IRS Attacks “Barrier Options” and Treats Optionholder as Owning the Underlying Securities


The Internal Revenue Service (IRS) recently released Advice Memorandum 2010-005 (the AM), in which it held that a so-called barrier option or “knock out option,” as described below, would not be respected as an option for U.S. federal income tax purposes and would cause the optionholder to be treated as the owner of the “optioned” securities.

Generally, when a taxpayer acquires an option, it is not treated as the owner of the securities underlying the option and is not required to recognize gain or loss until the option settles or expires. At the time of settlement, if the asset underlying the option is a capital asset, the optionholder will generally recognize long-term capital gain if it held the option for longer than one year. The IRS’s holding in the AM would require a “barrier” optionholder to accelerate recognition of income and gain, and may cause the optionholder to recognize short-term capital gain or ordinary income rather than longterm capital gain.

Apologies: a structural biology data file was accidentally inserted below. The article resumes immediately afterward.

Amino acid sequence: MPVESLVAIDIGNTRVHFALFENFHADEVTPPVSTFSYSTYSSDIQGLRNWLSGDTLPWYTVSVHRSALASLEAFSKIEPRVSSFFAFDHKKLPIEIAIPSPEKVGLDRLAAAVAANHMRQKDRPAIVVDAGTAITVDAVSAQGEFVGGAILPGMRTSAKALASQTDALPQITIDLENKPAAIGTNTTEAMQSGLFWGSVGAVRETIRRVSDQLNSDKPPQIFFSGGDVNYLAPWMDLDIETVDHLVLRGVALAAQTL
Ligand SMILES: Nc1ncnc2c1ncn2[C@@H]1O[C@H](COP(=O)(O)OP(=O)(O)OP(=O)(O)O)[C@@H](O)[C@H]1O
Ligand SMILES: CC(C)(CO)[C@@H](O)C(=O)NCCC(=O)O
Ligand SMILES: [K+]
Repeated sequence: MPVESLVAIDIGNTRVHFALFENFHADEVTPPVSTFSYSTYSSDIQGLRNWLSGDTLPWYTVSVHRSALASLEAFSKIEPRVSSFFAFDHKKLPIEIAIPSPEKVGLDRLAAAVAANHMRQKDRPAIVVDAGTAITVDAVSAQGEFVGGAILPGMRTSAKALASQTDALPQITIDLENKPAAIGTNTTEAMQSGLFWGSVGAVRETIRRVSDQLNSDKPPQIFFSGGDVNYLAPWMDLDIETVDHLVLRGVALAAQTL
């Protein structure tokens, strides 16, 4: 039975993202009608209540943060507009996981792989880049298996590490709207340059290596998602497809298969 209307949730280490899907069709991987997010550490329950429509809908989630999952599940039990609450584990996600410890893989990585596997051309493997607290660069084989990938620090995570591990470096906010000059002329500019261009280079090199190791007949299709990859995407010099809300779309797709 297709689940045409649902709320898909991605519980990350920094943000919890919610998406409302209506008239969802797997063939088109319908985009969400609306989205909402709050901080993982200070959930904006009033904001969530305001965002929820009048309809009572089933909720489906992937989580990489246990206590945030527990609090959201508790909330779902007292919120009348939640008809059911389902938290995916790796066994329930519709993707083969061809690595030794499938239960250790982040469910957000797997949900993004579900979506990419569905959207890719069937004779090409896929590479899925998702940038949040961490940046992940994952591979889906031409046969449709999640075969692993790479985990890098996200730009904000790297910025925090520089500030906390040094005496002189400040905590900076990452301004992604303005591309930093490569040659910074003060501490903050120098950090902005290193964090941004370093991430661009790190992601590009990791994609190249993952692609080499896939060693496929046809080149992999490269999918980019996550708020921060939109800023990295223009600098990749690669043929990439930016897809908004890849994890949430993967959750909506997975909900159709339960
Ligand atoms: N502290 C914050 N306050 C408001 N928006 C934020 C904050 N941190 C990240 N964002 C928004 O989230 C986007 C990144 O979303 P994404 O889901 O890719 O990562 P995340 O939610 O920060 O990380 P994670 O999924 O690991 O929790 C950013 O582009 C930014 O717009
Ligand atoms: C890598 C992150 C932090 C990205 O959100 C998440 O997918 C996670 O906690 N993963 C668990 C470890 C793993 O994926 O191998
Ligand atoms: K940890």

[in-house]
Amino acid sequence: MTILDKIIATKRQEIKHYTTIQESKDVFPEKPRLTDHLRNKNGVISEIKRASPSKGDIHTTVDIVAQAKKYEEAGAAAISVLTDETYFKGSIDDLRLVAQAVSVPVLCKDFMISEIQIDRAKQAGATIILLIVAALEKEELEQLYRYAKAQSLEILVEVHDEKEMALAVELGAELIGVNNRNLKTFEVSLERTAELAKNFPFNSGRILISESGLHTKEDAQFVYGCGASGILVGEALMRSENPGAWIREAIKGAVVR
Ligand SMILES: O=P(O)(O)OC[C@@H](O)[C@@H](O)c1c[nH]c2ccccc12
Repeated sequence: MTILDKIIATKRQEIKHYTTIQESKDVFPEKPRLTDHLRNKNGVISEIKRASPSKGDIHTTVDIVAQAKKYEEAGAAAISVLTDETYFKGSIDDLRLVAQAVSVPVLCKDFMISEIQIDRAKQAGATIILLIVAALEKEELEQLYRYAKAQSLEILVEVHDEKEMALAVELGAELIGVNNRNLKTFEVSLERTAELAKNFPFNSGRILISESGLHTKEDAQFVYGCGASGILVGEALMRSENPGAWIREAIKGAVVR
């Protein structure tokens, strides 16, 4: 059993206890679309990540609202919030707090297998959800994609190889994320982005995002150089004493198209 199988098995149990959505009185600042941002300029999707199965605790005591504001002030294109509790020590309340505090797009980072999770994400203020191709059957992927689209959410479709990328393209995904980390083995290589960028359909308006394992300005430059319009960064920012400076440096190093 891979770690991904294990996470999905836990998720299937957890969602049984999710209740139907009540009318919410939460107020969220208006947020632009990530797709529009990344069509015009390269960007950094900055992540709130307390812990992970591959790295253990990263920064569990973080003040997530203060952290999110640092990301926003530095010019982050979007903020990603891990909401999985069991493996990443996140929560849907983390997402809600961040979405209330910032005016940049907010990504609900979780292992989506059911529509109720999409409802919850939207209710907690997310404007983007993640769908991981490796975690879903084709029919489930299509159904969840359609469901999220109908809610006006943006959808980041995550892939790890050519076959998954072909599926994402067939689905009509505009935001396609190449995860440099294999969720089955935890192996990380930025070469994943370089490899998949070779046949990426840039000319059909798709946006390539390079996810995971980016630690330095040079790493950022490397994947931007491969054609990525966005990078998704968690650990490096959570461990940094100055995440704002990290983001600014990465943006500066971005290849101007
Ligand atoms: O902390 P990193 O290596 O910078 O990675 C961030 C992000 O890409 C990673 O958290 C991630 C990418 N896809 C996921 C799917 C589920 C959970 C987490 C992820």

Please see full advisory below for more information.

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DISCLAIMER: Because of the generality of this update, the information provided herein may not be applicable in all situations and should not be acted upon without specific legal advice based on particular situations.

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